I've done an update on aremote.py. It is now cross-platform, running on ESP8266 and Pyboard. Rather than opaque integers it produces data and address values as args to the callback, which also supports user arguments. Bugs fixed and legacy cruft removed. Validation now implemented, with support for 16-bit extended address mode.
aremote.py and the two test programs art.py and art1.py. are here https://github.com/peterhinch/micropython-async.
This code has the following issues when run on ESP8266 with my hardware:
- Occasional 'Invalid start pulse' events in response to the 200µs pulses from the decoder.
- Occasional error events when an IR code is sent.
Note that the measured maximum interrupt latency of 643µs at 160MHz exceeds the pulse width of 562.5µs. This results in missed edges and consequent bad blocks. Evidently an interrupt driven solution on the ESP8266 is pushing things a bit: the chip is redolent of a leisured era when the Red Flag Act was in force...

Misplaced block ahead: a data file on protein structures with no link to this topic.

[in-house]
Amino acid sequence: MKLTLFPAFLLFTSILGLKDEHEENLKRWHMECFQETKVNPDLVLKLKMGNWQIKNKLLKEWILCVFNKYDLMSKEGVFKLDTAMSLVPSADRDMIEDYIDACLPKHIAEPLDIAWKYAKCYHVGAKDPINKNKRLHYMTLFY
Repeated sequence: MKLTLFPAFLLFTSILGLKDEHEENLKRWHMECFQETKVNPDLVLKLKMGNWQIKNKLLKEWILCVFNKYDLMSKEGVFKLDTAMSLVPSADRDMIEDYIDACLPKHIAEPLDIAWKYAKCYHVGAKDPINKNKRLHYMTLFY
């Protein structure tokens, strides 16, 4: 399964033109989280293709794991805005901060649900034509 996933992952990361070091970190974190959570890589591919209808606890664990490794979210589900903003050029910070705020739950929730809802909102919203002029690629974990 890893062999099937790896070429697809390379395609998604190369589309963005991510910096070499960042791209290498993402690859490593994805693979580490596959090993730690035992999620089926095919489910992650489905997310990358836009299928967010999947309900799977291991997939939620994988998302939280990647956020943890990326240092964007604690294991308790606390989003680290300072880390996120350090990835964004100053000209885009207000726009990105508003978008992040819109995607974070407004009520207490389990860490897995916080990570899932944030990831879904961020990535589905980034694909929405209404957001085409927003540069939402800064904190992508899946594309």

The test program art1.py controls an on-board LED from the remote. Running this has led me to conclude that the ESP8266 port is usable provided the user gets feedback that the button has been recognised. Such errors can always occur (remote nearly out of range, low on battery or pointed in the wrong direction). But on the ESP8266 they are, alas, a `feature`. I'd be interested to hear your results/views.